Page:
What is a Cracked tongue?
A cracked tongue is a benign condition with multiple small but furrows, fissures or grooves visible on the dorsal of the tongue. The fissures or grooves vary in sizes and can either be deep or shallow and may be as deep as six millimeters. However, most fissures occur in the middle of the tongue.
Other Names for Cracked Tongue:
- Fissured tongue
- Scrotal tongue
- Lingua plicata
- Plicated tongue
- Furrowed tongue
A cracked tongue is relatively a common condition. Health records indicate that tow to five percent of the general population report having cracked tongue. Reportedly, males are more affected compared to the females. Also, the condition affects older people as it becomes more accentuated as one age.
Symptoms of Cracked tongue
Below are various symptoms of cracked tongue
- The cracks only affect the tongue and not any other structure in the oral cavity including gums and cheeks
- Pain and a burning sensation
- Clefs, grooves or cracks visible on both the top and sides of the tongue
- Difficulty in eating or swallowing
- A burning feeling while eating
- Irritation and mouth sores
- The cracks connect in a grooved pattern and divide the tongue into difference sections
- Bad breath
Causes of Cracked Tongue
Cracked tongues are often genetically inherited, and the exact cause is unknown. The condition is also apparent at birth as a result of an incomplete fusion of the two parts of the tongue. Other than aging and environmental factors, fissured tongues may appear along with other conditions that include:
Also referred to as Benign migratory glossitis or tongue abnormality, geographic tongue shows up along with a cracked tongue. It makes the filiform papillae of the tongue go away and instead creates bald purchase on the surface of your tongue. It may cause mild or no symptoms including sensitivity to spicy or hot foods and drinks.
Although considered to be rare, this benign condition causes a fissured tongue as well as paralysis in the face.
80 percent of children diagnosed with Down syndrome are reportedly prone to fissured tongues. Down syndrome is also referred to as trisomy 21 syndrome.
In case you are repeatedly the dorsal surface or the lateral borders of the tongue, you are most likely to develop fissures. A broken tooth present in your oral cavity may also cause constant friction on the tongue resulting in a cracked tongue.
Deficiency of Biotin
Biotin is found in the Vitamin B family. Lack of Vitamin B in your body can increase the risk of developing a fissured tongue along with muscle pain, dry skin, and paleness. Biotin can be corrected by taking plenty cauliflower, chicken, egg yolks and chicken. You can also consult your physician to help you determine the proper diagnosis.
A cracked tongue indicating an oral thrush is caused by the accumulation of the candida fungus in the oral cavity or the lining of the mouth due to a weak immune. A weak immune system can be as a result of vaginal yeast infection, cancer, and diabetes. Such a condition is characterized by loss of taste, mild pain and lesions on the tongue or any other part or your oral cavity. In such a case, your doctor may prescribe antifungal medications depending on the cause of your condition.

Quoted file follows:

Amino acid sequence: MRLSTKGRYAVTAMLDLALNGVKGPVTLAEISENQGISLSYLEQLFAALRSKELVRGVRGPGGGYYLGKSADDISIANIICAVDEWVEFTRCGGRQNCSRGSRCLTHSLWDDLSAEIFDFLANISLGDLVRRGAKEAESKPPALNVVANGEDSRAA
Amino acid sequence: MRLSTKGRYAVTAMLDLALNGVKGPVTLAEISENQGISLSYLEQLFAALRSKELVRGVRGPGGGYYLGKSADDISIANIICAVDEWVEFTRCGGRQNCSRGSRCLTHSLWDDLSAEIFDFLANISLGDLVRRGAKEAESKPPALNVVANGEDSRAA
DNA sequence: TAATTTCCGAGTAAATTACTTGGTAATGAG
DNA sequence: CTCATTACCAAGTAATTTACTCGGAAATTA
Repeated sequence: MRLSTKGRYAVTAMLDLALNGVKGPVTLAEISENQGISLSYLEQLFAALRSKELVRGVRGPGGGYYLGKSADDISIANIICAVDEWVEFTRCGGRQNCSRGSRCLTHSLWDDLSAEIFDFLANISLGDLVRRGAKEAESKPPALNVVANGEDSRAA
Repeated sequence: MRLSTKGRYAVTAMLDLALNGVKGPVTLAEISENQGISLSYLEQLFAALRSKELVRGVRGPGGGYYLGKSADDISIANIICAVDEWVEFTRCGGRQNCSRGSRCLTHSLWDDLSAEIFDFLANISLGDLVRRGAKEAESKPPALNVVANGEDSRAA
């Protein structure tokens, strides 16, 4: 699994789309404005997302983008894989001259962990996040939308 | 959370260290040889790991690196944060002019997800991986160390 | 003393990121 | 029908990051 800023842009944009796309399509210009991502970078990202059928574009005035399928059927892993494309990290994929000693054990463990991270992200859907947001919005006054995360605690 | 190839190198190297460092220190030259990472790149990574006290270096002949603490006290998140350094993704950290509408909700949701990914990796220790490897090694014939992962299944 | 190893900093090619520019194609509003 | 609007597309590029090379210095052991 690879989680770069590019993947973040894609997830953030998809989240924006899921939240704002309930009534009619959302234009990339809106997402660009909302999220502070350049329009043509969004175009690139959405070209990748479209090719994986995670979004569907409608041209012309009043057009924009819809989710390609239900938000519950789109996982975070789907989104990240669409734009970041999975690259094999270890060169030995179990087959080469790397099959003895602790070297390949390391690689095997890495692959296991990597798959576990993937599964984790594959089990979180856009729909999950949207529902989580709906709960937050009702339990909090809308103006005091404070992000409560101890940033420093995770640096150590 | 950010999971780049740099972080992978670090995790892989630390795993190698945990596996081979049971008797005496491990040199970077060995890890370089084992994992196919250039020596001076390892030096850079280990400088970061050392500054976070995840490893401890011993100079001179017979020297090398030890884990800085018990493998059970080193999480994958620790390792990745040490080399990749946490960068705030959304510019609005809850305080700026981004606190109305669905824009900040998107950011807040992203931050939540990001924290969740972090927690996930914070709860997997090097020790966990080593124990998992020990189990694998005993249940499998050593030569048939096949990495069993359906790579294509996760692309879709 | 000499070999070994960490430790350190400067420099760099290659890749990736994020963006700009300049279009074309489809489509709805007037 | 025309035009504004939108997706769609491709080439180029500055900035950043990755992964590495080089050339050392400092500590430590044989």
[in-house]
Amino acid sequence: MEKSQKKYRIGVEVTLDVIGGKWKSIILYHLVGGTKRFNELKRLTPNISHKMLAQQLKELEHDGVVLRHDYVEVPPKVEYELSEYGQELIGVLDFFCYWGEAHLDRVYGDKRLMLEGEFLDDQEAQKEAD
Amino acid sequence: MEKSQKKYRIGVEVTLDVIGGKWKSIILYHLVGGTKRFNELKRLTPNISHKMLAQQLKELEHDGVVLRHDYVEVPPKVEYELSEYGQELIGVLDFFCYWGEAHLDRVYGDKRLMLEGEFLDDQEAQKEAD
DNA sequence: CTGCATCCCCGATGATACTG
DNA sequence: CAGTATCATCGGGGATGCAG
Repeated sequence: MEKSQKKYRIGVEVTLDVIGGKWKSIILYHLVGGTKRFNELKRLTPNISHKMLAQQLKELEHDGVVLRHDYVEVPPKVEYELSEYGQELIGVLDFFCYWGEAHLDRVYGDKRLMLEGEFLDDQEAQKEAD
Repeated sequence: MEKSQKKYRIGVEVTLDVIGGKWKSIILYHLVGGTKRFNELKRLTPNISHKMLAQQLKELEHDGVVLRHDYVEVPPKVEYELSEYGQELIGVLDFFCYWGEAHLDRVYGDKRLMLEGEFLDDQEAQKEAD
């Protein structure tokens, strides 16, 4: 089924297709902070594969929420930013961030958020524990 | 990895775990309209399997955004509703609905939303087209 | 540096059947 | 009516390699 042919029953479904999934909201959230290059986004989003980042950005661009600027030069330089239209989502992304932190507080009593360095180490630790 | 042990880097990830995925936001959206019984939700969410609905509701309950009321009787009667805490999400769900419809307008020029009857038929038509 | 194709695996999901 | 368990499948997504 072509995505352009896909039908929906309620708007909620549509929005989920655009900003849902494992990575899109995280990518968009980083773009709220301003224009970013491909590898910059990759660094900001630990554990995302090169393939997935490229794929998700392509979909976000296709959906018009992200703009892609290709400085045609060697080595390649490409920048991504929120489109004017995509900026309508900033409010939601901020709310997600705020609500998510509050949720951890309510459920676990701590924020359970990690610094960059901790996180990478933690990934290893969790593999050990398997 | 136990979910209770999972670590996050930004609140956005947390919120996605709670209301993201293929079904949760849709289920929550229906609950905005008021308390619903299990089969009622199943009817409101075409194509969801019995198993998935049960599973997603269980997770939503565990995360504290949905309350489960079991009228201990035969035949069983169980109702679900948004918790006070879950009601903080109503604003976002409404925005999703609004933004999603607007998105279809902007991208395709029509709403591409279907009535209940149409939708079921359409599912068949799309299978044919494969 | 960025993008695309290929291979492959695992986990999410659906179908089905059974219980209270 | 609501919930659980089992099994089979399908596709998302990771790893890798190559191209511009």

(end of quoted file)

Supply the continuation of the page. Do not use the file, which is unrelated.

Sjogern’s syndrome causes your body to produce glands which can lead to dry mouth and cracked tongue. This disorder can also lead to joint pain, fatigue, as well as itching and burning eyes. Sjogern’s syndrome is caused by environmental factors, genetics, and an existing viral or bacterial infection in your body.
Other Common causes of cracked tongue:
- Spicy food
- Too much exposure to stress
- Grinding your teeth constantly
- Eating hard food
- Allergic reactions
- Drug reactions
- Over body heat
- Granulomatous disease
- Too much alcohol consumption
- Severe tobacco chewing
- Stress which often leads to chewing on the tongue unknowingly
In other cases, cancerous or pre-cancerous growth can often result in a cracked tongue. Fissured tongues from cancerous growth are characterized by severe pain and swelling, and it is recommendable to consult a physician immediately you notice the symptoms for quick diagnosis and treatment.
Cracked tongue Diagnosis
A cracked tongue can be observed as an incidental finding during a routine dental examination. The diagnosis can also be made using the clinical symptoms of the tongue. It is rare to need a biopsy to diagnose a fissured tongue.
Pictures of Cracked Tongue
Treatments for Cracked tongue
- Cracked tongues do not require any specific treatment. However, some guidelines to help you with the conditions include:
- Leaving it Alone – if the cracked tongue is not causing any discomfort, it is advisable to allow it to heal on its own.
- Keeping dental hygiene- brush your teeth regularly. You can also use a cleaner to get rid of any food from the cracks to avoid the growth of microorganisms and infections.
- In the case of severe pain, you can manage your comfort by drinking plenty of water to keep your tongue hydrated.
Home Remedies for Cracked tongue
- Spearmint – spearmint helps with the healing process of the cracked tongue and also neutralizes the pain.
- Baking soda – placing a bit of baking soda in the affected area eases the pain. You can also gargle to heal the cracks faster.
When to see a doctor
If the symptoms and the discomforts are severe, you should see a physician to help determine if there is a way to help with your discomfort. Also, if the cracks are swelling, see a doctor to find the cause of the swelling as it could be a serious condition such as tongue cancer. If the cracks are due to an infection or injury, the doctor will describe some antibiotics or topical soothing creams. In the case of halitosis, mechanical tongue cleansing is recommendable.